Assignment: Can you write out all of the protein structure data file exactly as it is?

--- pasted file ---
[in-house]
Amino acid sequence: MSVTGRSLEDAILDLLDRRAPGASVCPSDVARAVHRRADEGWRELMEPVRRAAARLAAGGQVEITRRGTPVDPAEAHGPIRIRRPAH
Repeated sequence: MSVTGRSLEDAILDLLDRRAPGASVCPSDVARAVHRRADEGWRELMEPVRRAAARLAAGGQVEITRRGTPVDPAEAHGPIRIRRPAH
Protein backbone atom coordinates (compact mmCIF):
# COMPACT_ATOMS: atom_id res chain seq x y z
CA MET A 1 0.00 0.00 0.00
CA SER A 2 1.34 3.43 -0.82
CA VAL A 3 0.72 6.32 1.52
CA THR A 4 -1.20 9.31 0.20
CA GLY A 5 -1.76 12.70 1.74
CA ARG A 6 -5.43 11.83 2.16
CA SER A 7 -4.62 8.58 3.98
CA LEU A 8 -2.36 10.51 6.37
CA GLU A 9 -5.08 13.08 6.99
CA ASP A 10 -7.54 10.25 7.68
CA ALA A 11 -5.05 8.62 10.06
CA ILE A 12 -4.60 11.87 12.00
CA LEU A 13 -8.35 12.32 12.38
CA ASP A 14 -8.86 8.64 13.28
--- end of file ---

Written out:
[in-house]
Amino acid sequence: MSVTGRSLEDAILDLLDRRAPGASVCPSDVARAVHRRADEGWRELMEPVRRAAARLAAGGQVEITRRGTPVDPAEAHGPIRIRRPAH
Repeated sequence: MSVTGRSLEDAILDLLDRRAPGASVCPSDVARAVHRRADEGWRELMEPVRRAAARLAAGGQVEITRRGTPVDPAEAHGPIRIRRPAH
Protein backbone atom coordinates (compact mmCIF):
# COMPACT_ATOMS: atom_id res chain seq x y z
CA MET A 1 0.00 0.00 0.00
CA SER A 2 1.34 3.43 -0.82
CA VAL A 3 0.72 6.32 1.52
CA THR A 4 -1.20 9.31 0.20
CA GLY A 5 -1.76 12.70 1.74
CA ARG A 6 -5.43 11.83 2.16
CA SER A 7 -4.62 8.58 3.98
CA LEU A 8 -2.36 10.51 6.37
CA GLU A 9 -5.08 13.08 6.99
CA ASP A 10 -7.54 10.25 7.68
CA ALA A 11 -5.05 8.62 10.06
CA ILE A 12 -4.60 11.87 12.00
CA LEU A 13 -8.35 12.32 12.38
CA ASP A 14 -8.86 8.64 13.28